You can be a high achiever and have sleep apnea
Physicians know that many jobs with impressive titles, such as CEO or Chairman of the Board, can be filled, and sometimes filled adequately, by persons who develop dementia.

Sleep apnea normally causes less intereference with thought than dementia. We should not, therefore, be surprised when people in positions of power and influence reach and retain their positions even when they have sleep apnea.

Taft is arguably the highest achiever in the history of the United States. No other man has been both President and a Supreme Court Justice. As if that were not enough, Taft was virtually the ruler of a second country -- the Philippines -- when it was a United States possession and he was its first civilian governor. Taft's most impressive accomplishment, however, may have been supervising construction of the Panama Canal while Secretary of War .

Snoring is a sign of sleep apnea
Snoring and sleep apnea go together, but they do not go together perfectly. Most persons with sleep apnea snore, but some do not. Most persons who snore do not have sleep apnea, but some do.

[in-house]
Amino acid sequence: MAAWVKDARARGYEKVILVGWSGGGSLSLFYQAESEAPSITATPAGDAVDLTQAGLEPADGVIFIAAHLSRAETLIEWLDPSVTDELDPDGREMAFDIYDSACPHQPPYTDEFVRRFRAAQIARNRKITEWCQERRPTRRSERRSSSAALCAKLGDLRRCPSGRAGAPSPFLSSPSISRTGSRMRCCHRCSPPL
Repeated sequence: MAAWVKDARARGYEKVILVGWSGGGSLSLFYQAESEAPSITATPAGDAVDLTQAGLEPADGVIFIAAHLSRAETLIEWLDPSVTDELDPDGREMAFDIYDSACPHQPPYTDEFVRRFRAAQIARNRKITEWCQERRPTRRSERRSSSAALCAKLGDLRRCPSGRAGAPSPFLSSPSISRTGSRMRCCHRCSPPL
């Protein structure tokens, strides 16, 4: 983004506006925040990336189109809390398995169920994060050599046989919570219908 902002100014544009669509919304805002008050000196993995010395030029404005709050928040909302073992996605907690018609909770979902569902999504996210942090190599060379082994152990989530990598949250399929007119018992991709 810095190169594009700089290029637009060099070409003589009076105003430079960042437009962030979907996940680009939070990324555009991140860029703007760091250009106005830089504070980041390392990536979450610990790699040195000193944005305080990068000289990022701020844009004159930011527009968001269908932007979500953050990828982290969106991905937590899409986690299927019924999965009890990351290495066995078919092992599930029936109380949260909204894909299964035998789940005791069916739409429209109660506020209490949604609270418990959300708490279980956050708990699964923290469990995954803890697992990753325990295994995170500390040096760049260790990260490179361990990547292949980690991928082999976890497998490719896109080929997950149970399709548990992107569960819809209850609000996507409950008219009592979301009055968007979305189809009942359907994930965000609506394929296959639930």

Snoring cannot be used to decide whether a person does or does not have sleep apnea. Snoring is a sign that the sleeper is at higher-than-normal risk to have sleep apnea.

In all but the rarest cases, the sound made by snoring is not itself harmful to the sleeper. Of course, it may severely disrupt the sleep of others.

Taft's wife does not mention snoring in her 1886 honeymoon journal, but describes him snoring as early as 1900. Taft was displaying signs of excessive sleepiness even then. There are descriptions of Taft snoring in the 1904-1908 time frame, and several accounts of him snoring as President. Taft would even snore when asleep sitting up, suggesting that he had severe snoring when lying down. Partial sleep deprivation worsens snoring, so it is interesting that Taft and his wife would use separate bedrooms in the White House when "he was particularly tired."

You can "sleep well" and still have sleep apnea
Many persons with sleep apnea do not suspect they are sleeping poorly at night. This belief is understandable. Persons with sleep apnea often fall asleep quickly, with no tossing and turning. Although their brain may briefly wake up on hundreds of occasions during the night, none of this is remembered the next morning.